The museum occupies the old building of Northern Trading-Northern Export, once the most important Canadian whiskey importer. It's a nice exhibit, with photographs of the halcyon Prohibition days, as well as old bottles, barrels, jugs and whiskey crates.
A jubilant Bastille Day
THERE'S no better time to be in St.-Pierre and Miquelon than on Bastille Day, when French celebrate the storming of the Bastille in Paris in 1789, the event that signaled the start of the French Revolution.
A handful of elderly World War II veterans were VIPs at this year's opening ceremonies in St.-Pierre. I spoke with Fernand Lafitte, 86, a St.-Pierre native who was studying in France at the time of the German occupation. He escaped through Casablanca, Morocco.
"We were on an old boat full of chickens and geese," he said. "We weren't sure we were going to make it — until we saw the Statue of Liberty."
He served in the American Navy and, at war's end, came home and worked as an electrician on fishing boats. This proud Frenchman has attended every July 14 celebration since 1945.
Later in the day, as the square filled with celebrants, little boys wearing backward baseball caps wielded water pistols and tossed confetti. Madame Mayor Karine Claireaux, wearing a large République Française medal around her neck, worked the crowd. Women and girls from the Basque community entertained with circle dances. Down at the shore, there were dory races. Joie de vivre filled the air.
I wondered whether the St.-Pierrais thought of themselves as different from those other French. When I asked Bruno Arthur, a carpenter and town council member who's visited mother France three times, he said, "We live like North American people, but we are not American. We are French. We think bigger than in Europe. And we're not nervous, like in Europe. There's no stress out here. We take the best of France, the food, the cheese . "
A world apart
BY evening, the streets were laced with rivers of silly string. The public dance was underway in the Place. A heavy mist had crept in, and we waited in vain for the feux d'artifice (fireworks). A young woman from the tourism office said they had been postponed, perhaps until August and clearer skies. "Last year, we could hear them, but not see them," she explained.
I bought a glass of vin rosé, sat down at a picnic table and gathered my thoughts about this quirky outpost.
It had been summed up well, I decided, by Bill Marshall, a professor of modern French studies at University of Glasgow, Scotland, whom I had met here. He is researching a book, "The French Atlantic," essays on the cultural and literary histories of the French diaspora, including St.-Pierre and Miquelon.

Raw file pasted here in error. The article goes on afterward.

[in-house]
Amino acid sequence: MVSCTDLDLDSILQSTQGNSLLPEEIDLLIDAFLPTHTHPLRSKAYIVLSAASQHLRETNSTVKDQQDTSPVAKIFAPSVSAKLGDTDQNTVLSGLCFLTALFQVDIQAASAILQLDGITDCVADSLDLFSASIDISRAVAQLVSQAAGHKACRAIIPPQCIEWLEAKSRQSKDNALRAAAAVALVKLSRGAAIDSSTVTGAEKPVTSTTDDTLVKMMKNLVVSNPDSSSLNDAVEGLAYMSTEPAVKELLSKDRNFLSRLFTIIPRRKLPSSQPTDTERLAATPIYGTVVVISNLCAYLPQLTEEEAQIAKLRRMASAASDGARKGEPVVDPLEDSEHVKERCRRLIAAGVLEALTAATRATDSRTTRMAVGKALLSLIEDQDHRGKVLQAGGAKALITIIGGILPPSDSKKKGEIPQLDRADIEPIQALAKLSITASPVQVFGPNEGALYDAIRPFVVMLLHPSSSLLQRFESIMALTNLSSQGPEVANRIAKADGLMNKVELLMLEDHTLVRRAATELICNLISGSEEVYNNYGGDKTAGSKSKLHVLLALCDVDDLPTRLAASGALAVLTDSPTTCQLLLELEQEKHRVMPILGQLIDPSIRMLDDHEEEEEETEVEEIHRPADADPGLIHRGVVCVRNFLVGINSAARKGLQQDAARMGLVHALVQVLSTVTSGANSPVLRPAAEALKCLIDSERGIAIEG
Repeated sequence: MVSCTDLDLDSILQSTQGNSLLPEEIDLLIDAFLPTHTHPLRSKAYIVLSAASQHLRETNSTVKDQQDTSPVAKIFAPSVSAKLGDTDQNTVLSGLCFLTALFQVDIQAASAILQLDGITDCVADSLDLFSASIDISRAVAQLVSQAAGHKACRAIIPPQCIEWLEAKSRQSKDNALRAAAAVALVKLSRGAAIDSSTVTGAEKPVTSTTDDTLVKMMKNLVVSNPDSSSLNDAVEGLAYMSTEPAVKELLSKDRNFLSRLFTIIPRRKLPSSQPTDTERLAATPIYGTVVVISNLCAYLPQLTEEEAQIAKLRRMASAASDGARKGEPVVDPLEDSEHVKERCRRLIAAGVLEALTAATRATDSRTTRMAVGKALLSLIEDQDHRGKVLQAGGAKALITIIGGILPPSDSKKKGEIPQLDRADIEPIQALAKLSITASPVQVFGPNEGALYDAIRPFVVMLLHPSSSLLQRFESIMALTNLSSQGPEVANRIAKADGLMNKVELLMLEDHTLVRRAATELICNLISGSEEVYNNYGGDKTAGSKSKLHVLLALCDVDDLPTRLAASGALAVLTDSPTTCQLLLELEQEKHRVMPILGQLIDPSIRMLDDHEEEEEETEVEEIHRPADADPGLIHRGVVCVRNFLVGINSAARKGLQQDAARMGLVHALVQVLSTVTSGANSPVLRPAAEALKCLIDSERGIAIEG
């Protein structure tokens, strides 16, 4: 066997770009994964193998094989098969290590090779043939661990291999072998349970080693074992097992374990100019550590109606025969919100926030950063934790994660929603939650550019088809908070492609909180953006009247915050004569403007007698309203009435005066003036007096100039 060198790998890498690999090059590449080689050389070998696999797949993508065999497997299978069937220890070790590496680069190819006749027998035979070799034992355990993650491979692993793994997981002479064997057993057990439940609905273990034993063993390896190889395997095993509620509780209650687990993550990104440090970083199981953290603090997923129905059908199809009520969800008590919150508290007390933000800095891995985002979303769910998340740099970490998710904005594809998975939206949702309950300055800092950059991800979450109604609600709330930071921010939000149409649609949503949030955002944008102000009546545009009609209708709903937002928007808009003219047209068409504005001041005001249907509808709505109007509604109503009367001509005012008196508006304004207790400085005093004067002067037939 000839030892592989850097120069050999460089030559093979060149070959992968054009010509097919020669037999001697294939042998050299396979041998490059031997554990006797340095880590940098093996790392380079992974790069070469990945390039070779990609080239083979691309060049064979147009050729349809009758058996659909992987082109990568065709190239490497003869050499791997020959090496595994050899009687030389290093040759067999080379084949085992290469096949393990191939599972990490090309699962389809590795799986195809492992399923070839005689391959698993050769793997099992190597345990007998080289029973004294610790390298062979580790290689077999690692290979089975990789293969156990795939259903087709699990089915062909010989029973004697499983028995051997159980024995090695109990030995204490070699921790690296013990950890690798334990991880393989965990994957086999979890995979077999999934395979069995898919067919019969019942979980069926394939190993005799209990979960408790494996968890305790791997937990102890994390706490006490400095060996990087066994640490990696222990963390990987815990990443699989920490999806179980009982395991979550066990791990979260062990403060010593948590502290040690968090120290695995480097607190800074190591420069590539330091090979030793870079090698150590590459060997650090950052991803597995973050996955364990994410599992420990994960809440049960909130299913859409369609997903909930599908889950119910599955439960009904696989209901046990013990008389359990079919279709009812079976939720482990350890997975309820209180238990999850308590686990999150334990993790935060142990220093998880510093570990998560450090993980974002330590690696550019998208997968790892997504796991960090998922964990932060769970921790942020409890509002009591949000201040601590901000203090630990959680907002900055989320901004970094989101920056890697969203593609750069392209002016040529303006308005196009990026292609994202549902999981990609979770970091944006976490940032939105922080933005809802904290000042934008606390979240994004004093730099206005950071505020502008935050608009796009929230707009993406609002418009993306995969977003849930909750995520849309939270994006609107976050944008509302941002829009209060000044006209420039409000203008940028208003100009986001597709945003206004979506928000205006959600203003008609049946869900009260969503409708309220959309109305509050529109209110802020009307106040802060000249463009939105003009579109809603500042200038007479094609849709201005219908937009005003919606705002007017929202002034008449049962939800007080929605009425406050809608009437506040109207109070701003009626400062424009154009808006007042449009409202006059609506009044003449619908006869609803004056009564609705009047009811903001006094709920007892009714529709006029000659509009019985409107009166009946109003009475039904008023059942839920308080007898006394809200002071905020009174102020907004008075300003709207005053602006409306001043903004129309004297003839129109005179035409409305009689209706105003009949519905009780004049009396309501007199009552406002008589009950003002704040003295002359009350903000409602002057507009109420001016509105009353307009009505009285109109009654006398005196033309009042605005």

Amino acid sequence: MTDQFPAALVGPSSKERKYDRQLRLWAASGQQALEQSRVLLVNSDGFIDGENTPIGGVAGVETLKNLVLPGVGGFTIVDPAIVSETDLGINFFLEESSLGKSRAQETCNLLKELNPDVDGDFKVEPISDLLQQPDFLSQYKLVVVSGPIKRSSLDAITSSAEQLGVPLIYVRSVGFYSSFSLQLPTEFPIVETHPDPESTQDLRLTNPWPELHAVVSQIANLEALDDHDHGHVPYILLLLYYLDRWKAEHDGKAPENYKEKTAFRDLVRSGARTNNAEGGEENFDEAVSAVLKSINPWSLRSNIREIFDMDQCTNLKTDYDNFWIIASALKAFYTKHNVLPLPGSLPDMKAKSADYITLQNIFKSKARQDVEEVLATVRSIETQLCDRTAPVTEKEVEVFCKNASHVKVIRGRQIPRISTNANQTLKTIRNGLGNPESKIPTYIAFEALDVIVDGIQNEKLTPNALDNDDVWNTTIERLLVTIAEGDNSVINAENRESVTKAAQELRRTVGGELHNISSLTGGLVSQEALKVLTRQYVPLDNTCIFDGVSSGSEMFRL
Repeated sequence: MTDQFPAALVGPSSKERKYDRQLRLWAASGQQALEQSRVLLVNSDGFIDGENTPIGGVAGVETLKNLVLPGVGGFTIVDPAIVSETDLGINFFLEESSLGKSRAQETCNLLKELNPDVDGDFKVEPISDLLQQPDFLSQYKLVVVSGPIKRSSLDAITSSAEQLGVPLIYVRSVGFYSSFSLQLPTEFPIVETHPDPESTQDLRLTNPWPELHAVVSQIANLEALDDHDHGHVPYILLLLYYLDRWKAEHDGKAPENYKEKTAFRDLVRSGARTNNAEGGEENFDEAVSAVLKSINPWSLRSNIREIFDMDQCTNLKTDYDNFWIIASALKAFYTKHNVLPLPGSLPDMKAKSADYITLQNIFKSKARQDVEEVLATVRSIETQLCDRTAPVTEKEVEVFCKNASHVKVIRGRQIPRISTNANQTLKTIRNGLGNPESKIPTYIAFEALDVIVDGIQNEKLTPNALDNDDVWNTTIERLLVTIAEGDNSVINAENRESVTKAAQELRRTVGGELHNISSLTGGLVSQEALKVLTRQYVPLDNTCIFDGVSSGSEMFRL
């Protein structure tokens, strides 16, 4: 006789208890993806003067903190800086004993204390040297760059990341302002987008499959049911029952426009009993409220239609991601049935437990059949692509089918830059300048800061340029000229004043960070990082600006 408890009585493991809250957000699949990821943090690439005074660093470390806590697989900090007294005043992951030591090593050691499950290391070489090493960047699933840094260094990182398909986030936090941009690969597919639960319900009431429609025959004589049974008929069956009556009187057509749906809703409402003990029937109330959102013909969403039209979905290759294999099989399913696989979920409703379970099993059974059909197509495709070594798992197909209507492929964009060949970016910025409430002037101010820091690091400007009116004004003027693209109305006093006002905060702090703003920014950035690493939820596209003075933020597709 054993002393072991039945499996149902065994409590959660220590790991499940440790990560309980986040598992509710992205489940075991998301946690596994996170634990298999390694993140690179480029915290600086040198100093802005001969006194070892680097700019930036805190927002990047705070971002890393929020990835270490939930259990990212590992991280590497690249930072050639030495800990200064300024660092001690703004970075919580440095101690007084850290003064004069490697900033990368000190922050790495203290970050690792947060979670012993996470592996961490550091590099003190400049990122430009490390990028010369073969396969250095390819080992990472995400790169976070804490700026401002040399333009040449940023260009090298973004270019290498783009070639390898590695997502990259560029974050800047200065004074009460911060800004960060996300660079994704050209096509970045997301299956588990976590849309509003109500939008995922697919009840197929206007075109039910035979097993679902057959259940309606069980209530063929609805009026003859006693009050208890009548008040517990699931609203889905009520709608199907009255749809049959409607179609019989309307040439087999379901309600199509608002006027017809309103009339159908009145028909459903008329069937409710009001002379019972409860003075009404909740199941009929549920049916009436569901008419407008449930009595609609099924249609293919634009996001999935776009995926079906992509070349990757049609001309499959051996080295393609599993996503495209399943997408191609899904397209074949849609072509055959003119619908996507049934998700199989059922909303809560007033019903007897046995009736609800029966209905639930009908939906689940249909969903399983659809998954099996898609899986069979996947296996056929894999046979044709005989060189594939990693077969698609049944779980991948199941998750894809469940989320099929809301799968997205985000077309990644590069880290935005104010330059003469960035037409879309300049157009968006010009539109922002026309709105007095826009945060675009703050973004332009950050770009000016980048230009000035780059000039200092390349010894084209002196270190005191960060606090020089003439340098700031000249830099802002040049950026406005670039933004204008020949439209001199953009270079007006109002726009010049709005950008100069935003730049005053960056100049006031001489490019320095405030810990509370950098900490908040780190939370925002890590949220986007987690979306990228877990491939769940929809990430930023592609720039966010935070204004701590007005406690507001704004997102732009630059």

He viewed Bastille Day in St.-Pierre — and St.-Pierre itself — as a "theater of Frenchness. They put on a good performance of being French."
"But then," he added, "the French put on a good performance of being French."
(BEGIN TEXT OF INFOBOX)
Chilling out on St.-Pierre and Miquelon
From LAX, connecting service (change of planes) to Halifax, Nova Scotia, is available on Air Canada, Continental, American and Northwest. Restricted round-trip fares begin at $448.
Air Saint-Pierre has direct daily flights to St.-Pierre from Halifax (other cities available). Restricted round-trip fares begin at $261. (877) 277-7765, https://www.airsaintpierre.com .
SPM Express offers daily passenger ferry service from Fortune, Newfoundland, to St.-Pierre. 011-508-412-426, https://www.spmexpress.net .
To call the numbers below from the U.S., dial 011 (the international dialing code), 508 (country code for St.-Pierre and Miquelon) and the local number.
WHERE TO STAY:
Hôtel/Motel Robert, 11 Rue du Commerce, 412-419, fax 412-879, www2.st-pierre-et-miquelon.info/cv/6.html. Good location near harbor. Choose the 1920s building, where Al Capone stayed. Doubles from $127, including continental breakfast.
Hôtel Île de France, 6 Rue Maître Georges Lefèvre, 410-350, fax 410-380, https://www.hoteliledefrance.net . This 24-room in-town hotel has an inviting restaurant-bar. Doubles $109, including continental breakfast.
Auberge de L'Archipel, 19 Rue Beaussant, 417-200, fax 417-246; www2.st-pierre-et-miquelon.info/cv/9.html. No-frills bed and breakfast on close-in residential street. Doubles or singles, $62.
WHERE TO EAT:
La Voilerie, 12 Rue du 11 Novembre, 415-300. Attractive, popular waterfront restaurant featuring fresh seafood and French cuisine. Entrees $14-$23.
La Feu de Braise, 14 Rue Albert Briand, 419-160. Up one flight in a less-than-promising location, it's short on ambience, but the food in this French-style brasserie is good. Entrees $14-$22.
Le Maringouin'Fre, 22 Rue du Général Leclerc,413-679. Busy nautical-themed cafe serving crepes, burgers, salads, soups, pizza at moderate prices.